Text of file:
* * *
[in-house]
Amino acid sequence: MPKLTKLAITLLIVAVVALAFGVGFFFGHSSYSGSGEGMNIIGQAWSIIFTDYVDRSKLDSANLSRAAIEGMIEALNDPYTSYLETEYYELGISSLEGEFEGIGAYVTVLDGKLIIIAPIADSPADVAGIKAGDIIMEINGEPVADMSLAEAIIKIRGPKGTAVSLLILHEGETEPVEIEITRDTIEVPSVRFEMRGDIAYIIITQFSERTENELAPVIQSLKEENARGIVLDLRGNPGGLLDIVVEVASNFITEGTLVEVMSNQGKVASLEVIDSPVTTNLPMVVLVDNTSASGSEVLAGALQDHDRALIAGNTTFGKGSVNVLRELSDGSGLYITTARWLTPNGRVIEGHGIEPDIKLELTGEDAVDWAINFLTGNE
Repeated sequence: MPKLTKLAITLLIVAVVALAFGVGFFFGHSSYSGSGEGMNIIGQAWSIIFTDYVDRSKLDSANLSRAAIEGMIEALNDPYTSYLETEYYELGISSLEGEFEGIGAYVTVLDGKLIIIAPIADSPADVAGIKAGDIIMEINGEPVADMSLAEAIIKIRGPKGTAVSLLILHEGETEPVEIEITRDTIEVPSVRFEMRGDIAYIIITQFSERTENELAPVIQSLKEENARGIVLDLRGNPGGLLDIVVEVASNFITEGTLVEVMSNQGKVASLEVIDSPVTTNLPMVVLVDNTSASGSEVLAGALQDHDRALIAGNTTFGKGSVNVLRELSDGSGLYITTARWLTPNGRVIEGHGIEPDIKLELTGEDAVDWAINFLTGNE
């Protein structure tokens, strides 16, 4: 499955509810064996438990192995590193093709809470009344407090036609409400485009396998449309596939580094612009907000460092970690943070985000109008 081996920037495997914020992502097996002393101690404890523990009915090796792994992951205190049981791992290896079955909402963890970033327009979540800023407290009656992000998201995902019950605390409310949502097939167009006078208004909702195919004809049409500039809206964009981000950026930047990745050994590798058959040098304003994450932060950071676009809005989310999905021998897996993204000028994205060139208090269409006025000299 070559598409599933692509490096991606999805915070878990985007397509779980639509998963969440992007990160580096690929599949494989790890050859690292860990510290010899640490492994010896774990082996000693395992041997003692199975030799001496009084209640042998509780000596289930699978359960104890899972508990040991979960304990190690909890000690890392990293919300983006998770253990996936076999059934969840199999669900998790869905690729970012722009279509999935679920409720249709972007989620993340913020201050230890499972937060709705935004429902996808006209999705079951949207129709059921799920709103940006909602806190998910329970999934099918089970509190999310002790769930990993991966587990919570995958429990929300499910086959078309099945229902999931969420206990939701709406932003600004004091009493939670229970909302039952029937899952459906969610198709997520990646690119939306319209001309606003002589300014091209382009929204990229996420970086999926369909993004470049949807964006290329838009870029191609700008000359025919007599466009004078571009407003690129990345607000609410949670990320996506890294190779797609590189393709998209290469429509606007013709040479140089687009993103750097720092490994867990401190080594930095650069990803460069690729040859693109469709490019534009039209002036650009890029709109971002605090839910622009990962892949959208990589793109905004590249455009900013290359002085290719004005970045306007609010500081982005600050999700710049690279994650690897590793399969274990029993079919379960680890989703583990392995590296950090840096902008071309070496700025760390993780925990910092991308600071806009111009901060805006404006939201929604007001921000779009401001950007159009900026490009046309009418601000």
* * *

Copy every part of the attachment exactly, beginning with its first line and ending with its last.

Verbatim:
[in-house]
Amino acid sequence: MPKLTKLAITLLIVAVVALAFGVGFFFGHSSYSGSGEGMNIIGQAWSIIFTDYVDRSKLDSANLSRAAIEGMIEALNDPYTSYLETEYYELGISSLEGEFEGIGAYVTVLDGKLIIIAPIADSPADVAGIKAGDIIMEINGEPVADMSLAEAIIKIRGPKGTAVSLLILHEGETEPVEIEITRDTIEVPSVRFEMRGDIAYIIITQFSERTENELAPVIQSLKEENARGIVLDLRGNPGGLLDIVVEVASNFITEGTLVEVMSNQGKVASLEVIDSPVTTNLPMVVLVDNTSASGSEVLAGALQDHDRALIAGNTTFGKGSVNVLRELSDGSGLYITTARWLTPNGRVIEGHGIEPDIKLELTGEDAVDWAINFLTGNE
Repeated sequence: MPKLTKLAITLLIVAVVALAFGVGFFFGHSSYSGSGEGMNIIGQAWSIIFTDYVDRSKLDSANLSRAAIEGMIEALNDPYTSYLETEYYELGISSLEGEFEGIGAYVTVLDGKLIIIAPIADSPADVAGIKAGDIIMEINGEPVADMSLAEAIIKIRGPKGTAVSLLILHEGETEPVEIEITRDTIEVPSVRFEMRGDIAYIIITQFSERTENELAPVIQSLKEENARGIVLDLRGNPGGLLDIVVEVASNFITEGTLVEVMSNQGKVASLEVIDSPVTTNLPMVVLVDNTSASGSEVLAGALQDHDRALIAGNTTFGKGSVNVLRELSDGSGLYITTARWLTPNGRVIEGHGIEPDIKLELTGEDAVDWAINFLTGNE
């Protein structure tokens, strides 16, 4: 499955509810064996438990192995590193093709809470009344407090036609409400485009396998449309596939580094612009907000460092970690943070985000109008 081996920037495997914020992502097996002393101690404890523990009915090796792994992951205190049981791992290896079955909402963890970033327009979540800023407290009656992000998201995902019950605390409310949502097939167009006078208004909702195919004809049409500039809206964009981000950026930047990745050994590798058959040098304003994450932060950071676009809005989310999905021998897996993204000028994205060139208090269409006025000299 070559598409599933692509490096991606999805915070878990985007397509779980639509998963969440992007990160580096690929599949494989790890050859690292860990510290010899640490492994010896774990082996000693395992041997003692199975030799001496009084209640042998509780000596289930699978359960104890899972508990040991979960304990190690909890000690890392990293919300983006998770253990996936076999059934969840199999669900998790869905690729970012722009279509999935679920409720249709972007989620993340913020201050230890499972937060709705935004429902996808006209999705079951949207129709059921799920709103940006909602806190998910329970999934099918089970509190999310002790769930990993991966587990919570995958429990929300499910086959078309099945229902999931969420206990939701709406932003600004004091009493939670229970909302039952029937899952459906969610198709997520990646690119939306319209001309606003002589300014091209382009929204990229996420970086999926369909993004470049949807964006290329838009870029191609700008000359025919007599466009004078571009407003690129990345607000609410949670990320996506890294190779797609590189393709998209290469429509606007013709040479140089687009993103750097720092490994867990401190080594930095650069990803460069690729040859693109469709490019534009039209002036650009890029709109971002605090839910622009990962892949959208990589793109905004590249455009900013290359002085290719004005970045306007609010500081982005600050999700710049690279994650690897590793399969274990029993079919379960680890989703583990392995590296950090840096902008071309070496700025760390993780925990910092991308600071806009111009901060805006404006939201929604007001921000779009401001950007159009900026490009046309009418601000």